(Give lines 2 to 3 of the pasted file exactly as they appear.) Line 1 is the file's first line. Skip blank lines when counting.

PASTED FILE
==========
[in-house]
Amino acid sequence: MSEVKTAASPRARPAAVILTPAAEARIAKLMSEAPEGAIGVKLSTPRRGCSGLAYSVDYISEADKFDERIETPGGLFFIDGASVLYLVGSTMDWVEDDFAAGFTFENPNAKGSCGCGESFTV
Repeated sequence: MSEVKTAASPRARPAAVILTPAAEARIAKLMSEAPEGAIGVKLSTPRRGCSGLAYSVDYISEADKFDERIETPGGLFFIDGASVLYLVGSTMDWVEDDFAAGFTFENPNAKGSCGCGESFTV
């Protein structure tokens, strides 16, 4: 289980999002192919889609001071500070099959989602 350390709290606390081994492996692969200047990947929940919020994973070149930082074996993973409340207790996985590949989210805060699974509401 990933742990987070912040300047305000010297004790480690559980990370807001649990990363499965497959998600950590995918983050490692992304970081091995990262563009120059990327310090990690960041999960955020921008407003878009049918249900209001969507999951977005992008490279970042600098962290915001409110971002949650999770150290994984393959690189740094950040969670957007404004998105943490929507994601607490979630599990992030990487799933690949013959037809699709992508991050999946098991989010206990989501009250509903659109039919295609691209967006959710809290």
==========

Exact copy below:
Amino acid sequence: MSEVKTAASPRARPAAVILTPAAEARIAKLMSEAPEGAIGVKLSTPRRGCSGLAYSVDYISEADKFDERIETPGGLFFIDGASVLYLVGSTMDWVEDDFAAGFTFENPNAKGSCGCGESFTV
Repeated sequence: MSEVKTAASPRARPAAVILTPAAEARIAKLMSEAPEGAIGVKLSTPRRGCSGLAYSVDYISEADKFDERIETPGGLFFIDGASVLYLVGSTMDWVEDDFAAGFTFENPNAKGSCGCGESFTV